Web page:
“It’s difficult because the students are very much a product of the visual experience, through the electronic media of all sorts,” he said. “Sometimes, it’s hard for them to relate to the emotional content of something as abstract as a piece of music by Bach or Mozart or Beethoven – music which seeks to express nothing more than itself. It’s difficult for them to understand a piece of music that has no visual content.

“It’s sad to me that they don’t listen to records as much as I do,” concluded Silverstein, who claims an addiction to listening to classical music.

Silverstein has found himself greatly rewarded for his commitment. Music, he says, “has enriched my life in ways I can’t even begin to talk about. The challenge of studying it, the marvelous travel experiences, the interpersonal experiences, the pleasure of listening to it and conducting it. I feel blessed to have spent my life in music.”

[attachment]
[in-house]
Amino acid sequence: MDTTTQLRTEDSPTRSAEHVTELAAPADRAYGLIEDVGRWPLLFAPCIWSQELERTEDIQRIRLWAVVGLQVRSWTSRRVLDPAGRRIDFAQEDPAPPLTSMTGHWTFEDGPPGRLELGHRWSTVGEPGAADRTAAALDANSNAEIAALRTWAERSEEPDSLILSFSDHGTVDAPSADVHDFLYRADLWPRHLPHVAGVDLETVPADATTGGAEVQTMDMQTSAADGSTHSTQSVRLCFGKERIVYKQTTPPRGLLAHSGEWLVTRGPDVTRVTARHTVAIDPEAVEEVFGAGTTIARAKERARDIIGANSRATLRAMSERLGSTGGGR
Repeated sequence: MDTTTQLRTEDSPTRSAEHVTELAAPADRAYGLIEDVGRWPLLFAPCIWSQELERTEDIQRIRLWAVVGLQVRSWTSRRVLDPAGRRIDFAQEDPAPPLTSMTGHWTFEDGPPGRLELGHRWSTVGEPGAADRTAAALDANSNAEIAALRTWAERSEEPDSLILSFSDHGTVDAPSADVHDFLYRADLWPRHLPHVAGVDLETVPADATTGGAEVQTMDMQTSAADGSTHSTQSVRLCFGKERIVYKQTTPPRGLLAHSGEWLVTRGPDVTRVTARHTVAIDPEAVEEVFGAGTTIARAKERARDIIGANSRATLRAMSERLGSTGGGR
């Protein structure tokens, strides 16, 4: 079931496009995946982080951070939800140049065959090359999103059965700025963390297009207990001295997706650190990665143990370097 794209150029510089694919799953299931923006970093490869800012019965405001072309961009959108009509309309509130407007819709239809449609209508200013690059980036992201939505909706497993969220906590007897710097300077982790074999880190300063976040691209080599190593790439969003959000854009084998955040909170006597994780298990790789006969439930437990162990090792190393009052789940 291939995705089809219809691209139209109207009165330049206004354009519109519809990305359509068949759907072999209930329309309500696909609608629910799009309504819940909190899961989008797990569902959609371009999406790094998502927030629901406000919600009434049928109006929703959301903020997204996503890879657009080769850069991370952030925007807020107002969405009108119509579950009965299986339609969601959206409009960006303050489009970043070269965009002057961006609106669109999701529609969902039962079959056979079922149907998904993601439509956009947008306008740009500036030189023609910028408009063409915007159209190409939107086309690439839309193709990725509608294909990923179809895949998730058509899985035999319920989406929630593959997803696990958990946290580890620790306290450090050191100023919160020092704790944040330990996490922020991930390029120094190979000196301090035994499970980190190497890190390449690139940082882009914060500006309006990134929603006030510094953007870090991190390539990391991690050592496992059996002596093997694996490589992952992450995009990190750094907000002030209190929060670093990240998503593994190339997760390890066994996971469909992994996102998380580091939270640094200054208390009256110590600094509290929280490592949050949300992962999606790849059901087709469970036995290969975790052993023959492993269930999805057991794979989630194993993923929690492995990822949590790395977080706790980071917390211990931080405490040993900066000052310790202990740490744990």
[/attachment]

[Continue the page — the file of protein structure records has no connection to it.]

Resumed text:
The theme for this summer’s Aspen Music Festival is Musical Visionaries: Beethoven, Berlioz and Beyond. While there is no Beethoven or Berlioz on the program, Friday’s concert will spotlight visionary composers.

The concert opens with two pieces – Ives’ “The Unanswered Question” and Sibelius’ Romance in C major – that Silverstein says stand as unique contributions to the classical repertoire.

“They’re almost 100 years old, and yet extremely modern in nature,” he said. “They are unlike virtually all of the music that went before – and there’s not too much more like it that went after.”

“The Unanswered Question,” in particular, was – and is – an example of artistic innovation. Composed in 1906, the piece was not performed until some 30 years later because, said Silverstein, “It’s very hard to put together. There are moments when the conductor is conducting at a tempo that is relevant only to one group of musicians, and the other sections are playing in a completely different time.”

Then there is the programmatic dialogue the music is intended to convey. The trumpets repeatedly pose a question: “the eternal question of the nature of things,” said Silverstein. Four flutes attempt to answer the question, to no avail: “There’s the commentary by the flutes that becomes very agitated, and throw in the towel,” said Silverstein.